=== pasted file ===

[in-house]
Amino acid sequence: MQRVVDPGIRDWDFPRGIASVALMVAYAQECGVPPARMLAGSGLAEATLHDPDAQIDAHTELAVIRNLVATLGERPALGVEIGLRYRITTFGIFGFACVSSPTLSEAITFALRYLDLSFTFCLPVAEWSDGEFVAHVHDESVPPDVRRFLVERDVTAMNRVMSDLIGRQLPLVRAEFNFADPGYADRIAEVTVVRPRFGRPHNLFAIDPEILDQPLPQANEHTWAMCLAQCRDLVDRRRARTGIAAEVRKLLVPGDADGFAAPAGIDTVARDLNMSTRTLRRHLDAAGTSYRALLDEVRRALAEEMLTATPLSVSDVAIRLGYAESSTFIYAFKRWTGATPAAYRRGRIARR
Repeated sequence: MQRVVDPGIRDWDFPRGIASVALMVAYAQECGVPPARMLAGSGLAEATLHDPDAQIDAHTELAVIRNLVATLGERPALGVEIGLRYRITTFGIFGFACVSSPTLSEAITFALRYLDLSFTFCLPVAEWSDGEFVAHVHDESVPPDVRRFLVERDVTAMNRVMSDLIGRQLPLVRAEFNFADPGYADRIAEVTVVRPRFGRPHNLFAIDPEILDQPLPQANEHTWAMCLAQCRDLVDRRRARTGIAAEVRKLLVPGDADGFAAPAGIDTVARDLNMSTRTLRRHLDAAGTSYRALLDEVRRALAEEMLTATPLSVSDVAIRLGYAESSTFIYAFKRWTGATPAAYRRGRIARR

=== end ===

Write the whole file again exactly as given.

[in-house]
Amino acid sequence: MQRVVDPGIRDWDFPRGIASVALMVAYAQECGVPPARMLAGSGLAEATLHDPDAQIDAHTELAVIRNLVATLGERPALGVEIGLRYRITTFGIFGFACVSSPTLSEAITFALRYLDLSFTFCLPVAEWSDGEFVAHVHDESVPPDVRRFLVERDVTAMNRVMSDLIGRQLPLVRAEFNFADPGYADRIAEVTVVRPRFGRPHNLFAIDPEILDQPLPQANEHTWAMCLAQCRDLVDRRRARTGIAAEVRKLLVPGDADGFAAPAGIDTVARDLNMSTRTLRRHLDAAGTSYRALLDEVRRALAEEMLTATPLSVSDVAIRLGYAESSTFIYAFKRWTGATPAAYRRGRIARR
Repeated sequence: MQRVVDPGIRDWDFPRGIASVALMVAYAQECGVPPARMLAGSGLAEATLHDPDAQIDAHTELAVIRNLVATLGERPALGVEIGLRYRITTFGIFGFACVSSPTLSEAITFALRYLDLSFTFCLPVAEWSDGEFVAHVHDESVPPDVRRFLVERDVTAMNRVMSDLIGRQLPLVRAEFNFADPGYADRIAEVTVVRPRFGRPHNLFAIDPEILDQPLPQANEHTWAMCLAQCRDLVDRRRARTGIAAEVRKLLVPGDADGFAAPAGIDTVARDLNMSTRTLRRHLDAAGTSYRALLDEVRRALAEEMLTATPLSVSDVAIRLGYAESSTFIYAFKRWTGATPAAYRRGRIARR